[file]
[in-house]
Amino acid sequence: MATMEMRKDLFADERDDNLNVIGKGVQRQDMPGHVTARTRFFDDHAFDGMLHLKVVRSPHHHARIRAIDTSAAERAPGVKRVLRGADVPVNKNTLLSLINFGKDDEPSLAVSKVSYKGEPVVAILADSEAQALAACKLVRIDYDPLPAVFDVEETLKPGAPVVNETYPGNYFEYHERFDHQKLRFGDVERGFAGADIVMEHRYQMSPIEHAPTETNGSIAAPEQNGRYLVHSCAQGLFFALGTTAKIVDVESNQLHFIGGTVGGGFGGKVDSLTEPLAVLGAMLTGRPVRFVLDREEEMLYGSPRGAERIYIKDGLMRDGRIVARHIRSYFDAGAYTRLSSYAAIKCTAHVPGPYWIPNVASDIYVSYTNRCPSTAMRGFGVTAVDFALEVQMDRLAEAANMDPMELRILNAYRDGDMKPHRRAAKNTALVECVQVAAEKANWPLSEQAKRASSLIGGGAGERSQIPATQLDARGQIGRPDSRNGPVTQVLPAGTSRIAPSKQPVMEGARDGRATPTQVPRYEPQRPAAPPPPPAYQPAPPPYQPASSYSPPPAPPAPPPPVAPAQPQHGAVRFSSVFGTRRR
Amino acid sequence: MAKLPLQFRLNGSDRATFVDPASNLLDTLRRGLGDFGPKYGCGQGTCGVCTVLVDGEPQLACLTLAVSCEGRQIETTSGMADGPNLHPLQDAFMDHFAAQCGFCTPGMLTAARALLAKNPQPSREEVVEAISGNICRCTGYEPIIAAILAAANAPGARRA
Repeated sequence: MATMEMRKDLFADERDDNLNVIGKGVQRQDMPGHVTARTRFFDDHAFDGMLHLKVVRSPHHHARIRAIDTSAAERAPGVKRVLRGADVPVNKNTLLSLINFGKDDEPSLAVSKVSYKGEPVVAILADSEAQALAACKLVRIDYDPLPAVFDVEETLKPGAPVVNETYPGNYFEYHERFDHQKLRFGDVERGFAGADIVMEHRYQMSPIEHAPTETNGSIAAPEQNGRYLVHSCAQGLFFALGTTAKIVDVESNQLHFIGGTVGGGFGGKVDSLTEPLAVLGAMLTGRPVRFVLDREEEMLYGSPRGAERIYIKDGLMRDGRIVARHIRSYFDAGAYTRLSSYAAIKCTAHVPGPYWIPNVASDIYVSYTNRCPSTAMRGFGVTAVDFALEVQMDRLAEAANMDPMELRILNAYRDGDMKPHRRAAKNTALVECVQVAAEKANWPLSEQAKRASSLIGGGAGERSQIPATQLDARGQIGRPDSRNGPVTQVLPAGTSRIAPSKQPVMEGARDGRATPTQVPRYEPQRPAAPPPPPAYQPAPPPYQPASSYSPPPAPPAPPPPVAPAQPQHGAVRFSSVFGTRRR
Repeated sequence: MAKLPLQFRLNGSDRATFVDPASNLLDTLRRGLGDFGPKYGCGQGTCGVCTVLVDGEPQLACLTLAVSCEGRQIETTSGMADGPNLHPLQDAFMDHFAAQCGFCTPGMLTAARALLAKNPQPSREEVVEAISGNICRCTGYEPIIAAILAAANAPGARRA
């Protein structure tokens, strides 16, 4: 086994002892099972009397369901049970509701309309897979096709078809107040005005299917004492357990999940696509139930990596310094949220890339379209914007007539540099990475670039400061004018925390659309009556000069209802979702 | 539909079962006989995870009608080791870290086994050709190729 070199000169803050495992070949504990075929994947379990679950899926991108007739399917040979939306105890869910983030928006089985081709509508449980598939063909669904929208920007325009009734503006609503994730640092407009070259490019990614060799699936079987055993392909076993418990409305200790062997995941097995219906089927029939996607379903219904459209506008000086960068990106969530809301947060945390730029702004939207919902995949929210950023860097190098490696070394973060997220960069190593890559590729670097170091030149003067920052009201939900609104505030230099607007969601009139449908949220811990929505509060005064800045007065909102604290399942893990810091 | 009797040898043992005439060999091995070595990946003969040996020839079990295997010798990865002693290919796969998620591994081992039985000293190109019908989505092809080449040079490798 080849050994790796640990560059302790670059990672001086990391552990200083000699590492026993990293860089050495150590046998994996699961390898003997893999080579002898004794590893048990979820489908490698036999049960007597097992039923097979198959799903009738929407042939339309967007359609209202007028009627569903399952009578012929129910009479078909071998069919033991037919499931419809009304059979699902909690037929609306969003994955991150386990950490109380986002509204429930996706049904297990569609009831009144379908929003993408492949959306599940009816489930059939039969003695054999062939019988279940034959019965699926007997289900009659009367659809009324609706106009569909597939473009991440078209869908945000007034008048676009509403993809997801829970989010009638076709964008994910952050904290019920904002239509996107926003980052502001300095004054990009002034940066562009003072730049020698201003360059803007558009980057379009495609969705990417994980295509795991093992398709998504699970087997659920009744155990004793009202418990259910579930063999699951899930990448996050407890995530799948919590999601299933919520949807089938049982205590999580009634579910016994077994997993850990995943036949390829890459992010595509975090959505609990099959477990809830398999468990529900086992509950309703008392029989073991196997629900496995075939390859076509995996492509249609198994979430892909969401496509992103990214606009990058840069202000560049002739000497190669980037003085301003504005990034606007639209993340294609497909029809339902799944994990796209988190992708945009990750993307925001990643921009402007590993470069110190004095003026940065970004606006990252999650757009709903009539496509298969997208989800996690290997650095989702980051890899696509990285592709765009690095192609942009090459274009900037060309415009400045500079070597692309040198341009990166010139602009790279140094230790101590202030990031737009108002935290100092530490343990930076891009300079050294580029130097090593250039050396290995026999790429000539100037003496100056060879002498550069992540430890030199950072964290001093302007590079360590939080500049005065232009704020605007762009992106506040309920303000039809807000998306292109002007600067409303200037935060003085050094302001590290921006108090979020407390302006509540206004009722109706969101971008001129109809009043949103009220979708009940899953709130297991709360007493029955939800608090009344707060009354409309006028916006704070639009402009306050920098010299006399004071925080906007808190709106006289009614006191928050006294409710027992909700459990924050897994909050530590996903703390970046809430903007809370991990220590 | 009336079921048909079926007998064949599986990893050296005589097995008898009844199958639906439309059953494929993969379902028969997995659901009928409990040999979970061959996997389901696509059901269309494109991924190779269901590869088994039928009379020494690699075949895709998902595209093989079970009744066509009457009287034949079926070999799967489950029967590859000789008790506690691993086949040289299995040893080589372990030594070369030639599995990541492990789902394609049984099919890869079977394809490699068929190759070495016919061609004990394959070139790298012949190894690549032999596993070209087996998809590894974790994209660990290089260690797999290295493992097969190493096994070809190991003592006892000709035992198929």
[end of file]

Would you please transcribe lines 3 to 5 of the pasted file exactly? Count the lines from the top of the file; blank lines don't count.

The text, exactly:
Amino acid sequence: MAKLPLQFRLNGSDRATFVDPASNLLDTLRRGLGDFGPKYGCGQGTCGVCTVLVDGEPQLACLTLAVSCEGRQIETTSGMADGPNLHPLQDAFMDHFAAQCGFCTPGMLTAARALLAKNPQPSREEVVEAISGNICRCTGYEPIIAAILAAANAPGARRA
Repeated sequence: MATMEMRKDLFADERDDNLNVIGKGVQRQDMPGHVTARTRFFDDHAFDGMLHLKVVRSPHHHARIRAIDTSAAERAPGVKRVLRGADVPVNKNTLLSLINFGKDDEPSLAVSKVSYKGEPVVAILADSEAQALAACKLVRIDYDPLPAVFDVEETLKPGAPVVNETYPGNYFEYHERFDHQKLRFGDVERGFAGADIVMEHRYQMSPIEHAPTETNGSIAAPEQNGRYLVHSCAQGLFFALGTTAKIVDVESNQLHFIGGTVGGGFGGKVDSLTEPLAVLGAMLTGRPVRFVLDREEEMLYGSPRGAERIYIKDGLMRDGRIVARHIRSYFDAGAYTRLSSYAAIKCTAHVPGPYWIPNVASDIYVSYTNRCPSTAMRGFGVTAVDFALEVQMDRLAEAANMDPMELRILNAYRDGDMKPHRRAAKNTALVECVQVAAEKANWPLSEQAKRASSLIGGGAGERSQIPATQLDARGQIGRPDSRNGPVTQVLPAGTSRIAPSKQPVMEGARDGRATPTQVPRYEPQRPAAPPPPPAYQPAPPPYQPASSYSPPPAPPAPPPPVAPAQPQHGAVRFSSVFGTRRR
Repeated sequence: MAKLPLQFRLNGSDRATFVDPASNLLDTLRRGLGDFGPKYGCGQGTCGVCTVLVDGEPQLACLTLAVSCEGRQIETTSGMADGPNLHPLQDAFMDHFAAQCGFCTPGMLTAARALLAKNPQPSREEVVEAISGNICRCTGYEPIIAAILAAANAPGARRA